Danélle Cutting: Exactly what is a pawpaw?
Fall is just around the corner and although it is not the peak season of summer vegetables (corn, yellow squash, tomatoes, etc.), the season does provide some great fruits and vegetables as well as some great entertainment. Below are a few questions that our office has received in the past week:
Question: I have been seeing lots of fruit in beers lately, and one of them is Pawpaw. What is this, and is it grown locally?
Answer: Pawpaw is actually a native fruit to North America. I can best describe the taste as being in between a mango and a banana. I also think the fruits smell like citrus peels. I love the flavor, but it is definitely unique.
They are fairly prevalent as an understory tree but have very little fruit in the wild. Because of this, Kentucky has created a breeding program to increase their yields to see if they can grow a pawpaw that will be good for commercial orchards. They have also released some different varieties due to their achievements.
Because the fruit has a short shelf life, many buyers take the fruit as frozen pulp and make sauces, ice cream and yes, even beer. There is even a Pawpaw Festival in Winston-Salem being held Aug. 27 from 10 a.m.-1 p.m. at the Forsyth County Extension office (1450 Fairchild Road). For more information on the festival, visit: https://www.facebook.com/ncpawpaw/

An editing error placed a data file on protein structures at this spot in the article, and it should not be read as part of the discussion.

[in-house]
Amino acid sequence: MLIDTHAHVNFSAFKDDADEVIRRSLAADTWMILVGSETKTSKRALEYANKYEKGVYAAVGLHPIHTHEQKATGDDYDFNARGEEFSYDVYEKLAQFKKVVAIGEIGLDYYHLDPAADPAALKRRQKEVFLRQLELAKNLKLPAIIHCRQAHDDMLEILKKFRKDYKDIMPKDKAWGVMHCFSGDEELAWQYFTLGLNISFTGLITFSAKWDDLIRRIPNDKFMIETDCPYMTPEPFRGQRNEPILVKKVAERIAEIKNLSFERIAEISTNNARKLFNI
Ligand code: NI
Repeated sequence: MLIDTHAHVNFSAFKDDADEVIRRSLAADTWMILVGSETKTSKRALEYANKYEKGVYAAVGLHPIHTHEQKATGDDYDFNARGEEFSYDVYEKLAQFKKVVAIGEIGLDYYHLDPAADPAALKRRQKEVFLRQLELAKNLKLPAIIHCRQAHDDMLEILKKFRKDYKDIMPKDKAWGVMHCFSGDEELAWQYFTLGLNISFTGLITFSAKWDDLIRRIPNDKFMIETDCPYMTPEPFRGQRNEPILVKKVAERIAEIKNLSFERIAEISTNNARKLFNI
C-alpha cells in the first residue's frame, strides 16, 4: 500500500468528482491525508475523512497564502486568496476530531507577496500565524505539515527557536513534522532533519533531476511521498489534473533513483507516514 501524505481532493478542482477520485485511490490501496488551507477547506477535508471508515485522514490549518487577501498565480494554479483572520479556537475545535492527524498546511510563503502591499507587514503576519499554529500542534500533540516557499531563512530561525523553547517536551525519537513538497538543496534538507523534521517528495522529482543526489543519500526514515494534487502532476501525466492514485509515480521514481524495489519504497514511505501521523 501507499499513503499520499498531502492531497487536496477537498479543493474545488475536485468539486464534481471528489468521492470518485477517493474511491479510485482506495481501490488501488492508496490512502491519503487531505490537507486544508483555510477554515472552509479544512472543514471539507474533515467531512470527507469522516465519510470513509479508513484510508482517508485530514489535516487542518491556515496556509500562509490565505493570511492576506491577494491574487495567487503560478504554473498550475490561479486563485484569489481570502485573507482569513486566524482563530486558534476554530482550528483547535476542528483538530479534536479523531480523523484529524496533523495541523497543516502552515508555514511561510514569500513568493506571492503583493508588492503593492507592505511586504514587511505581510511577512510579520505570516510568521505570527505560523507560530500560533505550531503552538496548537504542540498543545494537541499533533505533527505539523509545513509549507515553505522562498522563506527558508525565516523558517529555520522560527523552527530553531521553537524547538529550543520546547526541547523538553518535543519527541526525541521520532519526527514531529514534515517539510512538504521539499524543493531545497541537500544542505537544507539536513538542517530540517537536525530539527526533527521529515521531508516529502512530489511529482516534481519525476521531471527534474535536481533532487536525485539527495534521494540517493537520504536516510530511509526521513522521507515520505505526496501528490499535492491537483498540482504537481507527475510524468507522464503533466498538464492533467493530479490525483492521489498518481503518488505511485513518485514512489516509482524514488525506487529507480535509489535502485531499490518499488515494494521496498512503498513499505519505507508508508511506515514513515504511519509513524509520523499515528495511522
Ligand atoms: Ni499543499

Question: Will the Salisbury Farmers’ Market have a cooking competition this year?
Answer: Glad you asked! They will be having a cooking competition this Saturday. This is the first Ultimate Chef competition and is sure to be a crowd pleaser. Amateurs and chefs are encouraged to compete to see who is best; the winner will proceed to the next competition and eventually get to cook alongside chef Dr. Vivian Ray or chef D’Andrea from Divine Appetit Company. There is a registration fee of $10.
To see if you would like to participate as a contestant, visit this website: http://www.ultimatechefmarketchallenge.com/
To see the different heats, come by the Salisbury Farmers’ Market, 270 W. Fisher St., at 9, 10 and 11 a.m.
Question: When is the last DIY (Do It Yourself) gardening series class? I have not heard all of the details yet, and I would like to know what it is about before I sign up.
Answer: The last DIY Gardening Series class will be on pollinators. It will be 9:30-11 a.m. on Aug. 27 at the Rowan County Cooperative Extension office, 2727 Old Concord Road. Participants will learn about all of the pollinator plants grown at the office and how they can create their own butterfly waystations.
This program is not just about bees; it is about all pollinators and how important each one is to our way of life. Be sure to bring a hat, walking shoes and some water to keep hydrated. When you are done visiting the pollinator garden, stay a while and learn about the other gardens at the office to get a few ideas to take home with you. The program is free, but registration is required; please call the office at 704-216-8970 to sign up.
If you would like to learn more about pawpaws, the local farmers’ markets, planting for pollinators, or to RSVP for the DIY Gardening Series class, call your local Cooperative Extension agent, Danélle Cutting, at 704-216-8970.